Example cluster with same random sequence:

>18125
GATCTGGCTTCGTTCGGTTACGTATTGCTGGGGGCAAAGATGAAGATGTTCGTTATTCGTACTAGACTTGCCTGTCGCTCTATCTTCTTTTTGGTCAAGCCTCACGAGCAATTAGTACTGGTTAACTCAACGCCTCACAACGCTTACACACCCAGCCTATCAACGTCGTAGTCTCCGACGGCCCTTCAGGGGAATCAAGTTCCAGTGAGATCTCATCTTGAGGCAAGTTTCCGCTTAGATGCTTTCAGCGGTTATCTTTTCCGAACATGGCTACCCGGCAATGCCACTGGCGTGACAACCGGAACACCAGAGTTCGTCCACCCGGTCCTTCCGTACTAGGAGCAGCCCCTCTCAAATTCAAACGTCCACGGCCAGATGGGGACCGAACTGTCTCACGACGTTCTAAGCCCAGCTCGCGTACCACTTTAAATGGCGAACAGCCATACCCTTAGACCGGCTTCAGCCCCAGGATGTGATGAGCCGACATCGAGGTGCCAAACACCGCCGTCGATAAACTCTTGGGCGGTATCAGCCTGTTATCCCGGAGTACCTTTTATCCGTTGAGCGATGGCCTTCCATACAGAACCACCGGATCTTCAAGACCTACTTTCGTACCTGCTCGACGTGTCTGCTCTGATCAAGCGCTTTTGCCTTTATATTCTCTGCGACCGATTTCCGACCGGTCTGAGCGCACCTTCGTGGTACTCCTCCGTTACTCTTTTAGGAGGAGACCGCCCCAGTCAAACTGCCCACCATACACTGTCCTCGATCCGGATTACGGACCAGAGTTAGAACCTCAAGCATGCCAGGATGGTGATTTCAGGATGGCTCCACGCGAACTGGCGTCCACGCTTCAAAGCCTCCCACCTAATCCTACACAGCAGGCTCAGTCCAGTGCCGCTACAGTAAAGGTTCACGGGGTCTTTCCGTCGCCGCGGATACACTGCATCTTCACAGCGATTTCAATTTCACTGAGTCTCGGGTGGAGACAGCGCCGCCATCGTTACGCCACTCGTGCAGGTCGGAACTTACCCGACAAGGAATTTCGCTACCTTGGACCGTTATCGTTACGGCCGCCGTTTACCGGGGCTAGATCAGGCTTCGCGCCCCATCAATACTTCCGGCACCGGGAGGCGTCACACTTATACGCCGTCCACTTTCGTGTTTTGCAGAGTGCTGTGTTTTTAATAAACAGTCGCAGCGGCCTGGTATCTTCGACCAGCCAGAGCTTACGGAGTAAATCCTTCACCCTAGCCGGCGCACCTTCTCCCGAAGTTACGGTGCCATTTGCCTAGTTCCTTCACCCGAGTTCTCAAGCGCCTTGGTATTCTCTACCCGACCACCTGTGTCGGTTTGGGTGCAGTTCCTGGTGCCTGAAGCTTAGAAGCTTTTGGAAGCATGGCATCAACCACTTCGTCGTCTAAAAGACGACTCGTCATCAACTCTCGGCCTTGAAACCCCGGATTTACCTAAGATTTCAGCCTACCACCTTAAACTTGGGGGCAATATCAGCACCAACAGAAACTCTCTATACCATGGACAATGGATGAGTCTGGGTGGAACGTTCTGTTTATGTTTCTGAAA
>42262
AGCGTTCAGATTACGTATTGCTAGGGGGCAAAGATGAAGATGTTCGTTATTCTTTAGACTTGCCTGTCGCTCTATCTTCTCTTTTTGGTCAAGCCTCACGGGCAATTAGTACTGGTTAGCTCAACGCCTCACAACGCTTACAGCCTATCAACGTCATAATTCTTCTGACGGCCCTTCAGAATCAAGTTCCCAGTGAGATCTCATCTTGAGCAAGTTTCCCACCGTCTTTCAGCGGTTATCTTTTCGAACCTGCTTCCAGCAATACCACTGGCGTGACAACCGGAACACCAGAGGTTCGTCCACTCCGGTCCTCTCCGTACTAGGGCAGCCCTCTCAAATCTCAGAACGTCCACGGCAGATAGGACCGAACTGTCTCACGACGTTCTAAGCAGCTCGCGTACCACTTTAAATGGCGAACAGCCATGCAGGACCGGCTTCGGCCCCAGGATGTGATGAGCCGGCATCGGGTGCCAAACACCGCCGTCGATATAAACTCGGGCATTGACCTGTTATCCCCGGGTACCTTTTTATCGTTGAGCGATGGCCCTTCCATACCAGAACCACCGGATCACTACAGACCTACTTTCGTACCTGCTCGCTGTCTGTCGCGGCCAAGCGCTTTTGCTATGCTCTGCGACCGATTTCCGACCGGTCTGGGCGCACCTTCGTACTCCGTTGCCTCTTTTGGAGACCGCTGATCAAACTGCCCACCATACACTGTCCTCGATCCGGATTACCAGAGTTTAGAACTCAATGCCAGGGTGGTATTTCAAGGATGGCTCCACGCGAACTGGCGTCCACGCTTCAAAGCCTCCACCTATCCTACAAGCAGGCTCAAAGTCCAGTACAACTACAGTAGGTTCACGGGGTCTTTCCGTCTAGCCGCGGATACCTGCATCTTCAGCGTTTCAATTTCACTGAGTCTCAGGTGGAGACAGCGCCGCCATCGTTACGCCATTCGTGCAGGTCGGAACTTGCCGACAAGGAATTTTGCACCTTGGGACCATTCGTTACGCCGTTTACCGGGGCTGATCAAGAGCTTGCTTGCGCTAACCCCATCAATTAATTTTTCCGGCACCGGGGAGGCGTCACACCTACGTCCCACTGCGTGTTTGCAGAGTGCTGTGTTTAATAAGTCGCAGCAGCTCAGTATCTTCGACCAGCCAGAGCTTACGGAGTAAATCTTCACCTAGCCGGCGACCTTCTCCCGGAAGTTACGGTGCCATTTGCCTAGTTCCTCCGCACCCGAAAGCCCTTCGCGCCTTGGTATTCTCTACCCGACCTGTGTCGGTTTGGGGCACGGTTCCTGGCCTGAAGCAGAAGCTTTTCTTGGAAGCCTGGCATCAACCACTTCGTCATCTAAAAGACGACTCGTCATCAGCTCTCGGCCTTGAAACCGGATTTACCTAAGATTTCAGCCTACCACCTTAAACTTGGGGGCAATATCAGCACCAACAGAAACTCTCTATACCATGGACAATGGATGAGTCTGGTGGAGACGTTCTGTTTATGTTTCTATC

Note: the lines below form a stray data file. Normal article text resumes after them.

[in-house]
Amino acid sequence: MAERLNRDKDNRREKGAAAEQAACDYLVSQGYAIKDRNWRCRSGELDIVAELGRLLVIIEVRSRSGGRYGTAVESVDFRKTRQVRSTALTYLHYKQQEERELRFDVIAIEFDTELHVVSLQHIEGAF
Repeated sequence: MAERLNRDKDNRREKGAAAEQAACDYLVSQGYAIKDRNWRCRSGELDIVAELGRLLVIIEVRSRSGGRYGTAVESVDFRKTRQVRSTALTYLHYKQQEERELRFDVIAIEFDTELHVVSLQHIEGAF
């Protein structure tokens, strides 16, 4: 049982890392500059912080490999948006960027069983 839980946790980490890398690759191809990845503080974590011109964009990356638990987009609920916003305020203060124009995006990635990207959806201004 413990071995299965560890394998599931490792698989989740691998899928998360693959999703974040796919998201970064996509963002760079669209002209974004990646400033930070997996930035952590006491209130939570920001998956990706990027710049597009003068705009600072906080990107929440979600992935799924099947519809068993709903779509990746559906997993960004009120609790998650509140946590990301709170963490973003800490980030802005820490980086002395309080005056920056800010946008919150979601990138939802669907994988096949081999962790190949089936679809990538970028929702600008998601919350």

>50101
CCCGGTTACGTATTGCTAGGGGCAAAGATGAAGATGTTCGTTATTCGTACTAGACTTGCCTGTCGCTCTATCTTCTTTTTGGTCAAGCCTGCGGGCAATTATACTGGATAGCTCAACGCCTCACAACGCATACACCCAGCTTCTATCAACGTCGTAGTCTTCGACGGCCCTTCAGGAATCAAGTTCCCAGTGAGATCTCATCTTGAGGCAAGTTTCCCGCTTAGATGCTTTCAGCGGTTATCTTTTCCGAACATAGCTACCCGGCAATGCCACTGGCGTGACAACCGGAACACCAGAGGTTCGTCCACTCCGGTCCTCTCGTACTAGGAGCAGCCTCTCAAATCAAACGTCCACGGCAGATATAGGGACCGAACTGTCTCACGACGTTTCTAAACCCAGCTCGCGTACCACTTTAAATGGCGAACAGCCACCCTTGGGACCGGCTTCAGCCCCAGGATGTGATGAGCCGACATCGGGAACAAACACCGCCGTCGATATAAACTCTTGGGCGGTATCAGCCTGTTATCCCCGGAGTACCTTTTATCCGTTGAGCGATGGCCCTTCCATACAGAACCACCGGATCACTAAGACCTACTTTCGTACCTGCTCGACGTGTCTGTCTCGCAGTCAAGCGCGCTTTTGCTTTATACTCTGCGACCGATTTCCGACCGGTCTGAGCGCACCTTCGTACTCTCCGTTACTCTTTAGGAGACCGCCCCAGTCAAACTGCCCACCATACACTGTCCCTATCGATCCGGATTACGGACAGAGTTAGAACCTCAAGCATGCCAGGGTGGTATTTCAAGGATGGCTCCACGCGAACTGGCGTCCACGCTTCAAAGCCTCCACCTATCCTACACAAGCAGGCTCAAAGTCCAGTGCAAAGCTACAGTAAGGTTCACGGGTCTTTCCGTCTAGCCGCGGATACACTGCATCTCCACAGCGATTTCACCTCACTGAGTCTCTCGGGTGGAGACAGCGCCGCCATCGTTACGCCATTCGTGCAGGTCGGAACTTACCGACAAGGAATTTCGCTACCTTAGACCGTTATCGTTACGGCCGCCGTTTACCGGGGCTTCGATCAAGAGCTTCGCTTGCGCTAACCCCATCAATTAACCTTCGGCACCGGGGAGGCGTCACACCCTATACGTCCACTTTCGTGTTTGCAGAGTGCTGTGGCTTTTAATAAACAGTCGCAGCGGCCTGGTATCTTTTCGACCAGCCAGAGCTTACGGAGTAAATCCTTCACCTTAGCCGGCGCACCTTCTCCCGAAGTTACGGTGCCATTTGCTAGTTCCTTCACCCGAGTTCTCTCAAGCGCCTTGGTATTCTCTACCCGACCACCTGTGTCGGTTTGGGGTACGGTTCTGGTTACCTGAAGCTTAGAAGCTTTTCTTGGAAGCATGGCATCAACCACTTCGTCGTCTAAAGACGACTCGTCATCAGCTCTCGGCCTTGAAACCCCGGATTTACCTAAAGATTTCAGCCTACCACCTTAAACTTAGGGGGCAATATCAGCACCAACAGAAACTCTCTATACCATGGACAATGGATGAGTCTGGGTGGAAGTTCTGTTTATGTTTCTTGAGC